Excerpt featuring Dr. Abramson from the article “Self-Tracking May Become Key Element of Personalized Medicine: Medicine X 2012” from ucsf.edu News Center, 10/5/2012.
Paul Abramson MD, a UCSF clinical instructor who described himself as a longtime self-tracker, started off in engineering but switched to medicine because he was more drawn toward hearing people’s individual stories than toward doing research in a conventional way, he said.
Self-tracking may not be for everyone, Abramson said, but it may be especially helpful for those who are diagnosed with medical problems for which conventional treatment typically offers little benefit; for those with symptoms and syndromes that are not adequately diagnosed through conventional medicine; for those who want to change their behavior; for those who want to identify environmental, dietary, contextual or social contributors to their symptoms; or for those who simply want to be more involved in their own health care.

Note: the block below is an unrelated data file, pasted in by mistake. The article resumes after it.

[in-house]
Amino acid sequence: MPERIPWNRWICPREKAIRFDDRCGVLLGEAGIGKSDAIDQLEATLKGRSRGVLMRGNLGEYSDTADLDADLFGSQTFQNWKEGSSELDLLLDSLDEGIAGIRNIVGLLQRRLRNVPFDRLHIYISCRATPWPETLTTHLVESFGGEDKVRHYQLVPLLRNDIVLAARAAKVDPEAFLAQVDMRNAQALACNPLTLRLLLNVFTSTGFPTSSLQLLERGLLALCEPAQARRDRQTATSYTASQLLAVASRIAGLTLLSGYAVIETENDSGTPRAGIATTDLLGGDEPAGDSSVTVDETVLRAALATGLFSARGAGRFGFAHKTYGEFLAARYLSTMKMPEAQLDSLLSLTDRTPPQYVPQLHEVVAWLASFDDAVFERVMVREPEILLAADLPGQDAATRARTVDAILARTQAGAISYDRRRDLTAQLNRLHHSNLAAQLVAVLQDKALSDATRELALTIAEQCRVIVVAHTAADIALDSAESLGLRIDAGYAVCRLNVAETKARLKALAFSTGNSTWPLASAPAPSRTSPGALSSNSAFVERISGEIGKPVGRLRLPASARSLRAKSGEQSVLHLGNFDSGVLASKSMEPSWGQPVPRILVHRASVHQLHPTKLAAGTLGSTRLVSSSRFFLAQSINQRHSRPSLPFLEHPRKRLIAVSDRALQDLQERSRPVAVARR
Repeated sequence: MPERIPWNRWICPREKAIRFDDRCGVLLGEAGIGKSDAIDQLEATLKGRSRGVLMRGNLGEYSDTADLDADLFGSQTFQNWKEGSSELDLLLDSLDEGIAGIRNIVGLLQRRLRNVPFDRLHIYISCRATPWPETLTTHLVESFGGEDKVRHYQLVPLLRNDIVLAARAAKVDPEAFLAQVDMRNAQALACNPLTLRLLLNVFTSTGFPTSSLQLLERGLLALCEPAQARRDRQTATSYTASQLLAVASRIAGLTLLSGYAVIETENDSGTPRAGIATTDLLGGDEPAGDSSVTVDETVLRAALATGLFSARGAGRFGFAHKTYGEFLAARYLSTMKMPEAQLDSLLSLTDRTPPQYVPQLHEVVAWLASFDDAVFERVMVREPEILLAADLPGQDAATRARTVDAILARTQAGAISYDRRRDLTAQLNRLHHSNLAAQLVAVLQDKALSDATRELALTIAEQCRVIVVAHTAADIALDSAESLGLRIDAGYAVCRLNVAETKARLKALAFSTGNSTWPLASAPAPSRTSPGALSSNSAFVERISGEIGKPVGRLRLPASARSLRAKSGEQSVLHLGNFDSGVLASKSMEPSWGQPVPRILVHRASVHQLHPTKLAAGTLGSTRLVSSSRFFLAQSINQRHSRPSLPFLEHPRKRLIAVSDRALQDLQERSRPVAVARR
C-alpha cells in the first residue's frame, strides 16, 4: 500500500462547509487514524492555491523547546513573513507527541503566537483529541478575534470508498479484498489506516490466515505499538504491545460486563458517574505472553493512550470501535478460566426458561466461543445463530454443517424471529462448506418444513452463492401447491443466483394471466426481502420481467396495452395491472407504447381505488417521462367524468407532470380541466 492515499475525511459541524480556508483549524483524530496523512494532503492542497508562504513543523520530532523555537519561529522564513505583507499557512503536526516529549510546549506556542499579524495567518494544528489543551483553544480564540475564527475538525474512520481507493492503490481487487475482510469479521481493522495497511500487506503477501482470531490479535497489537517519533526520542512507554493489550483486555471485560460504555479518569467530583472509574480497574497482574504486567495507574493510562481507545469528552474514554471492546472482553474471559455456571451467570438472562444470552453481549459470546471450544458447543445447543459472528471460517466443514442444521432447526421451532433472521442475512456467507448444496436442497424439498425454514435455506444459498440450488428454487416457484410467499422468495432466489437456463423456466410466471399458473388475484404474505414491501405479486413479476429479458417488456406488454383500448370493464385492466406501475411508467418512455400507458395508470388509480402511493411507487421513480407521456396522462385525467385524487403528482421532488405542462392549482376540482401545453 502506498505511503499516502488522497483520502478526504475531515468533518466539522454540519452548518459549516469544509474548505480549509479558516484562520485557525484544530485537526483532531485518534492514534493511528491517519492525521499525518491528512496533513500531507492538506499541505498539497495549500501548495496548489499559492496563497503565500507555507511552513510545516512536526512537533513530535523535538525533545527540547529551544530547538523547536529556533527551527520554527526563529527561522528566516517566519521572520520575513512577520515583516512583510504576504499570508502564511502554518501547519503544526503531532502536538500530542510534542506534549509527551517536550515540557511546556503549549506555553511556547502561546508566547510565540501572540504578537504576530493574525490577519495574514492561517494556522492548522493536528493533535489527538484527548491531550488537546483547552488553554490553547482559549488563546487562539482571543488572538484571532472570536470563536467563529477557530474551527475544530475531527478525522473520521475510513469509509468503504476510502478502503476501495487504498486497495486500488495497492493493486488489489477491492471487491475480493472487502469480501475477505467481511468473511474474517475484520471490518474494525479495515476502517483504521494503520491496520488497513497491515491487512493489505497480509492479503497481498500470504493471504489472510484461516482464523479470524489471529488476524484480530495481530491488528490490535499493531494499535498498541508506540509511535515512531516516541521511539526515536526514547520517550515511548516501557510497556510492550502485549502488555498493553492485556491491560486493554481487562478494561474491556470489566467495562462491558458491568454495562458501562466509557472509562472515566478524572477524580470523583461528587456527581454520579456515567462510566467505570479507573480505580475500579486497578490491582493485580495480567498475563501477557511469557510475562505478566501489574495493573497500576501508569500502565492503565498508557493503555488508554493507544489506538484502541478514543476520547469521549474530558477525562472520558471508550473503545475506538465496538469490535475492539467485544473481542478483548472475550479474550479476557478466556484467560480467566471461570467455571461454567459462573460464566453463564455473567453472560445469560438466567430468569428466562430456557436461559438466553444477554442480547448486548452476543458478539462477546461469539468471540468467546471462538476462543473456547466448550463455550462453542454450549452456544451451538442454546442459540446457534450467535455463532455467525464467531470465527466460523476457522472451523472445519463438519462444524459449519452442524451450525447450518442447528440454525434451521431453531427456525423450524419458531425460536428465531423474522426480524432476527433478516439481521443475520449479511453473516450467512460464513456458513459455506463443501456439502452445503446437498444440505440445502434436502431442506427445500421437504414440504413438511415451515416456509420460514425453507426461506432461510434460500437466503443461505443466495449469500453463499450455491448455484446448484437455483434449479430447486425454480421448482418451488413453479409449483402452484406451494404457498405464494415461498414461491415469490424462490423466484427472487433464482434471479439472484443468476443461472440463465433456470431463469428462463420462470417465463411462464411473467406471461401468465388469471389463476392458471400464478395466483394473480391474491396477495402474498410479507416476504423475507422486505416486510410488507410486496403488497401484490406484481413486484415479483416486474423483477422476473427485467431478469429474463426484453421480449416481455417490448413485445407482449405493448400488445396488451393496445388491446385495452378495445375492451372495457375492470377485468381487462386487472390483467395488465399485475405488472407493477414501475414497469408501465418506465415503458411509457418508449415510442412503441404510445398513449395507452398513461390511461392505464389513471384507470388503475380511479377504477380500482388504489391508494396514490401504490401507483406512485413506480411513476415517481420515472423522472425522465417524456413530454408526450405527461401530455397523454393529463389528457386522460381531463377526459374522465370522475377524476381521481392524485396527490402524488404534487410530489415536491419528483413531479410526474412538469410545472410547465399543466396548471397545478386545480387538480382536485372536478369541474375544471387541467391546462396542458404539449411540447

“There is a real lack of interactivity and [patient] empowerment in the standard model,” of medical practice, Abramson said.
In his private practice (http://mydoctorsf NULL.com), Abramson has brought in co-workers he calls “quant coaches,” expert peers who can help patients identify and achieve self-tracking goals and who can work together with the physician and patient to help solve medical problems, such as irritable bowel, chronic fatigue, depression, psoriasis, addictions, diabetes, anxiety and headaches and non-cardiac chest pain.
Abramson said that to him the process of engaging with and helping patients to solve problems and make decisions is more important than the data collected.
Find the complete article here: http://www.ucsf.edu/news/2012/10/12913/self-tracking-may-become-key-element-personalized-medicine (http://www NULL.ucsf NULL.edu/news/2012/10/12913/self-tracking-may-become-key-element-personalized-medicine)